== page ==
Sunday, June 25, 2006

Hope and Exuberance at the CMAA

A few reflections on the CMAA's Sacred Music Colloquium XVI at Catholic University:

This was nearly a full week of Gregorian chant and polyphony, with daily liturgies that featured the music prepared in rehearsals. For a musician who loves great liturgy, this is the closest thing to Heaven on earth.

The conference was packed with 85 people, who stretched the limits of the facilities—a nice problem to have—and this is certainly a record. If you have never sung renaissance motets and chant with so many voices, I can only say that it is an unforgettable experience. Two thirds of the attendees had never been before, but most all currently direct and sing in Catholic music parishes.

What did this conference give them? Full immersion into the musical culture of the Roman Rite, something that is sadly lacking in parishes. It's like learning a language. The best approach is to live in the country that speaks it. This week was the "country" of Catholic sacred music.

But here is the best part: rather than merely bemoan the dreadful music that still dominates Mass in this country or kvetch about the missteps after Vatican II, there was a real sense of optimism—even unbounded joy—among most everyone there, as the musicians in attendance experienced a strong sense of collegiality and looked to a bright future.

The music was at once beautiful, inspiring, and challenging. We sang full Mass settings by H. Hassler Missa Dixit Maria and Josef Rheinberger, five Latin motets by great renaissance composers, and most of the Propers in Gregorian chant as they appear in the Graduale. The director of the polyphony choir, Horst Buchholz of Denver, and two chant instructors (Scott Turkington and Amy Zuberbueller) did an amazing job in achieving this ambitious goal.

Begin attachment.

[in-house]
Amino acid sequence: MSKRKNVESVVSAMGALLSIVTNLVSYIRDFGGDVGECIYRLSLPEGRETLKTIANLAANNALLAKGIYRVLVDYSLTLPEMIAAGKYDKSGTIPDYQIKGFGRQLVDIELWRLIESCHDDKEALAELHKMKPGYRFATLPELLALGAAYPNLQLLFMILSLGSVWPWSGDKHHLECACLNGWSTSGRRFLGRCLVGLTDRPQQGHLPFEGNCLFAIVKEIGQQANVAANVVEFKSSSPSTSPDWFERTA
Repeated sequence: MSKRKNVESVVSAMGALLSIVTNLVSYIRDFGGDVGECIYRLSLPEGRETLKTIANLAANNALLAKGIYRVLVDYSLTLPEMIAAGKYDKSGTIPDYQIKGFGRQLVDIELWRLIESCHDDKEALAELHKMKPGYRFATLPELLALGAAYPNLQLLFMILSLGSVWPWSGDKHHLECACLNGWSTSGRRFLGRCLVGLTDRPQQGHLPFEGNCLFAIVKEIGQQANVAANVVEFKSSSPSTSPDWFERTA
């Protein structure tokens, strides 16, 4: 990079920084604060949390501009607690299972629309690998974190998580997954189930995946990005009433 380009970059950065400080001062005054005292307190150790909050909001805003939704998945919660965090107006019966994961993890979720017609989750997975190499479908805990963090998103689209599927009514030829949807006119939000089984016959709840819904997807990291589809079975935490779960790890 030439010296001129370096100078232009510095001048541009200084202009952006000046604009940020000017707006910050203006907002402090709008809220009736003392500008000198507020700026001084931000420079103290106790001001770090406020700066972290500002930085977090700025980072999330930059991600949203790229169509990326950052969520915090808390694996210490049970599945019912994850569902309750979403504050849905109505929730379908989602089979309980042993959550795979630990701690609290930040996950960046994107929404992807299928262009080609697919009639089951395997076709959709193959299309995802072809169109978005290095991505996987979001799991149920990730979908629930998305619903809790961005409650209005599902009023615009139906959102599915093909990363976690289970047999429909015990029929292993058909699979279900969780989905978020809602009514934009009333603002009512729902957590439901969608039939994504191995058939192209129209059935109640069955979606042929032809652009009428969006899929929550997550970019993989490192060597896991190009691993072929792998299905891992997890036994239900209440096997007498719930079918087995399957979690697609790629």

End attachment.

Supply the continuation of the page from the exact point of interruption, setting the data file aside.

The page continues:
It was my impression that most attendees had no prior understanding that the Roman Rite comes with its own built-in music. It came as a real surprise to see the Gregorian Missal and experience who these chants so fully enrich the liturgy. The music is challenging in the extreme but after decades of having been spoon-fed praise choruses, what true musician can't but welcome such a challenge?

After one Mass that used chant to its fullest, a person came up to thank us for doing the old rite. I explained that this was in fact the new rite. She didn't believe me. I had to cite several specific instances of difference to convince her that this was postconciliar liturgy. And truly it would take a liturgy geek to spot the difference.

After the final liturgy (a great integration of chant and high romanticism) a person in attendance came up to ask: what amazing choir was this that brought back chant to Catholic liturgy so he could hear Latin chant for the first time in decades. I told this tourist visiting Washington, D.C.: this is the Church Music Association of America and it's just the beginning. The revolution will come to his hometown in his lifetime. He responded: thanks be to God!

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